The Geopolitics of the Russian Withdrawal from Syria

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March 16, 2016 – 

Alexander Azadgan, Katehon – 

The hot geopolitical issue that is most spoken of over the past couple of days is Russia’s withdrawal from Syria. While a withdrawal was logical, no one could have predicted the timing of such an announcement.

Russia’s politics and international relations are based upon a very clear and cold-eyed view of its own national interest.

In Syria, Russia’s real aim was securing its footprint in the Middle East and rising from the ashes of international isolation brought on by its NATO’s meddling in Ukraine which led to Russian intervention. But back to Syria, Russia’s air base and port in Syria would remain. President Putin has already made a consequential point with his intervention: Two decades after the Soviet collapse, Moscow remains capable of not only of projecting power thousands of miles from its borders, but to be also quite successful at it in face of Washington’s objections.

Intervening in Syria was a way to do both. The pullout, then, makes sense once it’s established that President Putin’s intervention wasn’t about ISIS, terrorism or even helping President Assad himself.

It wasn’t in Russia’s interest to be in a drawn-out process in the Middle East. Economically, things aren’t great for Russia and Russian strategists are still looking at Ukraine in terms of their military foreign policy.

As far as President Putin’s allegiance to President Assad, while Russia’s support for President Assad’s regime has been unwavering, it was more about principle than personality when it came to the Syrian leader.

There were signs that President Assad was becoming overconfident to the annoyance of Russia. You can see some tensions there — Assad was looking like a liability.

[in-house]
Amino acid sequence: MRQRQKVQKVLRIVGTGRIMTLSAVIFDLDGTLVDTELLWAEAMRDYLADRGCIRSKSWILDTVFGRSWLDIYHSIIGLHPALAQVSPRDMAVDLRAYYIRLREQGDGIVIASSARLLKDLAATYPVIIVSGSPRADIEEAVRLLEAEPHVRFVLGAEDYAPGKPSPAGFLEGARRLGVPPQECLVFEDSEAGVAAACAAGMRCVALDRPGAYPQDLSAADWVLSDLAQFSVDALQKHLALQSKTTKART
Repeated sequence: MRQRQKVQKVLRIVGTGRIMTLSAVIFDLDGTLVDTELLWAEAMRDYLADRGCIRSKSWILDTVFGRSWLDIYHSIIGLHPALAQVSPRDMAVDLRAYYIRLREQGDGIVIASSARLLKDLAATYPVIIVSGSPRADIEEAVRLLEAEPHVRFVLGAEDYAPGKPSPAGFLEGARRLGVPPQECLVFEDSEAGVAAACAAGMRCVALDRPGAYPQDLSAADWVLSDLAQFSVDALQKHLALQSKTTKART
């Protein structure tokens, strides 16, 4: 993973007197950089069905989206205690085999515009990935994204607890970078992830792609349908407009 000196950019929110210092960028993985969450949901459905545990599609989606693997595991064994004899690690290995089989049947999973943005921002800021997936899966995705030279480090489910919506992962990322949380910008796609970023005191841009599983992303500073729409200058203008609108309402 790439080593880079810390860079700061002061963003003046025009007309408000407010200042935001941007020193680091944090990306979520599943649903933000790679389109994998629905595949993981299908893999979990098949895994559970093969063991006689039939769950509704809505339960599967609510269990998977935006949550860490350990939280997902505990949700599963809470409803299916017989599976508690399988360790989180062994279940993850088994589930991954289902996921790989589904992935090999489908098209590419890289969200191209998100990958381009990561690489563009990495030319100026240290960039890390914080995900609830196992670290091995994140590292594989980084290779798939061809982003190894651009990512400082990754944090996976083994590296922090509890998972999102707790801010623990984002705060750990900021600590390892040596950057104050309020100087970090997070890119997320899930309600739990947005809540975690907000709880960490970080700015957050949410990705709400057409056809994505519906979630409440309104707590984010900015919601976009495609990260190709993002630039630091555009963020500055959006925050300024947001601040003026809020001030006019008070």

While equipment and manpower were being loaded out, Russia still is leaving quite a bit behind. Russia will maintain two bases in Syria and could in theory jump back to its ally’s assistance. Those bases would be as follows: the naval facility in Tartus, and the Khmeimim Airbase in Latakia which has a 600 naval infantrymen force that provide security for it. These of course will remain intact.

So Russia is definitely preserving its military presence in Syria — keeping the S-400 missile batteries, troops in the Khmeimim Airbase in Latakia and as mentioned above the naval re-supply point in Tartus, along with military advisers to President Assad. Russia isn’t really leaving, just decreasing its military presence there.

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Still, the pullout was partially about sending a message to President Assad after the Syrian leader rubbed some in Moscow the wrong way. Apparently, President Assad had stopped listening. This pullout is a certain signal to the regime that you just can’t do that.

In the grand scheme of things, the six-month intervention cost President Putin little in terms of resources when stacked up against the valuable PR he gained. It showed Russian citizens that he was effective and powerful and put him on equal footing with the U.S. on the Syrian issue.